The Blood Of Angry Women

Chapter 6

Enjolras sipped at a glass of wine, trying desperately to keep her hand steady. Despite all her willpower being channeled into this activity, she still sloshed some of the rosy liquid onto her hand. She muttered a curse under her breath and dabbed at it with her napkin.

Joly dropped into the seat opposite her. "Good heavens, what happened to you?" he exclaimed, studying her face.

She waved a hand dismissively. "This? It's nothing. You should see the other fellow."

Lesgles, never very far from Joly's side, sunk into a chair beside him. "Enjolras, in a fistfight? I can't believe that! Now, honestly, what was it?"

"Oh, it's a rather silly story, actually. I wasn't paying attention to where I was going, and I was nearly run down by a carriage. Grantaire, in saving me from this, pushed me into a wall." She frowned. "I don't mean to sound critical of him, really. He did the best he could, I think. It all happened so quickly! I'm surprised he didn't get himself killed. I should look more carefully. Some drivers just go too fast."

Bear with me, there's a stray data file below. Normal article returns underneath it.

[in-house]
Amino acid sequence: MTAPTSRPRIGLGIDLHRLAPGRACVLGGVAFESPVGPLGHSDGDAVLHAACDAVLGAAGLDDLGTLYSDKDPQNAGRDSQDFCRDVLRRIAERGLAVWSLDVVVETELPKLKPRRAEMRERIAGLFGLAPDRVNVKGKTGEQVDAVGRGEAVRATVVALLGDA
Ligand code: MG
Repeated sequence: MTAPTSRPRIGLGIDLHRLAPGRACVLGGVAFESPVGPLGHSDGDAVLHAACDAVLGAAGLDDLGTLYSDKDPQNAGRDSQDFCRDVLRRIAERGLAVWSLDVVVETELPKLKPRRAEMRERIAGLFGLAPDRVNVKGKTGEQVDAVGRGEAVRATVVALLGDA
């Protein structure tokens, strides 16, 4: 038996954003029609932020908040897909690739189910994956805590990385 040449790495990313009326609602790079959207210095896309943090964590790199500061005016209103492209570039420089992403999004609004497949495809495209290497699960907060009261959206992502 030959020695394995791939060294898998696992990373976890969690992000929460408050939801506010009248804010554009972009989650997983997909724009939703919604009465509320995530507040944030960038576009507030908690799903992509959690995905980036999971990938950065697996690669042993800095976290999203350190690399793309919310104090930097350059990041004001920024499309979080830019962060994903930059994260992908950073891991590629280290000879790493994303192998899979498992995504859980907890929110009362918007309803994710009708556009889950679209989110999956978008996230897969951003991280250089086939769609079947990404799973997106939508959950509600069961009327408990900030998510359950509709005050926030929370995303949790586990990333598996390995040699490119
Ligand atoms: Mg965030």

Joly chuckled. "You're just learning this lesson, after how many years in Paris? Anyway, I'm glad you're alright. We'd be lost without you. All of us," he said with a broad sweep of his hand, including all of France in his statement.

Enjolras nodded solemnly. "I hope I can live up to that, my friend." She once again lifted her wine glass with her trembling hand and sipped. Joly, usually preoccupied with his own health, suddenly noticed her pallor. "I'm surprised that your doctor didnt make you stay in bed longer."

A guilty expression crossed her face. "Oh, you're rebelling as usual. Well, in my experience, doctors are hardly tyrannical, and usually worth listening to," said Lesgles quietly.

"Now stop it, both of you! I'm just fine. Shall we get on with the--" The door opened, with much rattling of the knob, and Grantaire entered the room and marched to her table.